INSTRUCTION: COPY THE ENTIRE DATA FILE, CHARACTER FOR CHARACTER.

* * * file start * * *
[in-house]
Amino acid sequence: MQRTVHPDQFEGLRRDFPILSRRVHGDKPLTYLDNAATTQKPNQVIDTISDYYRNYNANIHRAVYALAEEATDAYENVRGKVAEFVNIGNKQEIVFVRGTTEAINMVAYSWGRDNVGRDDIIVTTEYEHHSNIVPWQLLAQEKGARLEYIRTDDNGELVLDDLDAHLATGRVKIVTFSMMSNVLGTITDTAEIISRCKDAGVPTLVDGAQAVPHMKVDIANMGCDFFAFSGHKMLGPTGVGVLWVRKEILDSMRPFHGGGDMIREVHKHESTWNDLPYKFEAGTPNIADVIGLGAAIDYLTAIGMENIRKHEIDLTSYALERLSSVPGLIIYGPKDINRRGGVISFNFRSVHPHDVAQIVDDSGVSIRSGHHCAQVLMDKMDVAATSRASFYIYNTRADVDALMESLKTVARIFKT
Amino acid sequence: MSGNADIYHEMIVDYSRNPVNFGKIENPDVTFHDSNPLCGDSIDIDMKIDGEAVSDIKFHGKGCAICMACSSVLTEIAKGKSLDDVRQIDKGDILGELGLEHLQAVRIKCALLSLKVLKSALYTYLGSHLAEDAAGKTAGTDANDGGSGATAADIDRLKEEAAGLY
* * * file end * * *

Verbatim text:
[in-house]
Amino acid sequence: MQRTVHPDQFEGLRRDFPILSRRVHGDKPLTYLDNAATTQKPNQVIDTISDYYRNYNANIHRAVYALAEEATDAYENVRGKVAEFVNIGNKQEIVFVRGTTEAINMVAYSWGRDNVGRDDIIVTTEYEHHSNIVPWQLLAQEKGARLEYIRTDDNGELVLDDLDAHLATGRVKIVTFSMMSNVLGTITDTAEIISRCKDAGVPTLVDGAQAVPHMKVDIANMGCDFFAFSGHKMLGPTGVGVLWVRKEILDSMRPFHGGGDMIREVHKHESTWNDLPYKFEAGTPNIADVIGLGAAIDYLTAIGMENIRKHEIDLTSYALERLSSVPGLIIYGPKDINRRGGVISFNFRSVHPHDVAQIVDDSGVSIRSGHHCAQVLMDKMDVAATSRASFYIYNTRADVDALMESLKTVARIFKT
Amino acid sequence: MSGNADIYHEMIVDYSRNPVNFGKIENPDVTFHDSNPLCGDSIDIDMKIDGEAVSDIKFHGKGCAICMACSSVLTEIAKGKSLDDVRQIDKGDILGELGLEHLQAVRIKCALLSLKVLKSALYTYLGSHLAEDAAGKTAGTDANDGGSGATAADIDRLKEEAAGLY